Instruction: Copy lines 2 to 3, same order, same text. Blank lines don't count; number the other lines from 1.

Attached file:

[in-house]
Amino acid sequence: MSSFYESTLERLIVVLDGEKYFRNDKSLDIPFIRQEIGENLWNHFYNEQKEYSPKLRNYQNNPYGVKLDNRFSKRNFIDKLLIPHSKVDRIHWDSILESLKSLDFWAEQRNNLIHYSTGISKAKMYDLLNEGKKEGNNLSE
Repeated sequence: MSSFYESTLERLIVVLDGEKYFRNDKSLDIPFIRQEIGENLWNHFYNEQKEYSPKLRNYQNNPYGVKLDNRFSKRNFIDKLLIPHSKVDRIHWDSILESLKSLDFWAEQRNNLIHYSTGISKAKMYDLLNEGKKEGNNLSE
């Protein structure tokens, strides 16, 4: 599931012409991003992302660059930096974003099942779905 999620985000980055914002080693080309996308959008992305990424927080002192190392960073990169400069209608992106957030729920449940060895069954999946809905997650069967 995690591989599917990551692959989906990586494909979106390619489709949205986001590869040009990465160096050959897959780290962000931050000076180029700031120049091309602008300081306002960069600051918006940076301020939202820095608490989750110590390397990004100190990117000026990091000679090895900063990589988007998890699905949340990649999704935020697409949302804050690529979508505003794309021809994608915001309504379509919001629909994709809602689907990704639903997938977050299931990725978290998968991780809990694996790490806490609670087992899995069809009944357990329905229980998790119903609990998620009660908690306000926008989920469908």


Amino acid sequence: MSSFYESTLERLIVVLDGEKYFRNDKSLDIPFIRQEIGENLWNHFYNEQKEYSPKLRNYQNNPYGVKLDNRFSKRNFIDKLLIPHSKVDRIHWDSILESLKSLDFWAEQRNNLIHYSTGISKAKMYDLLNEGKKEGNNLSE
Repeated sequence: MSSFYESTLERLIVVLDGEKYFRNDKSLDIPFIRQEIGENLWNHFYNEQKEYSPKLRNYQNNPYGVKLDNRFSKRNFIDKLLIPHSKVDRIHWDSILESLKSLDFWAEQRNNLIHYSTGISKAKMYDLLNEGKKEGNNLSE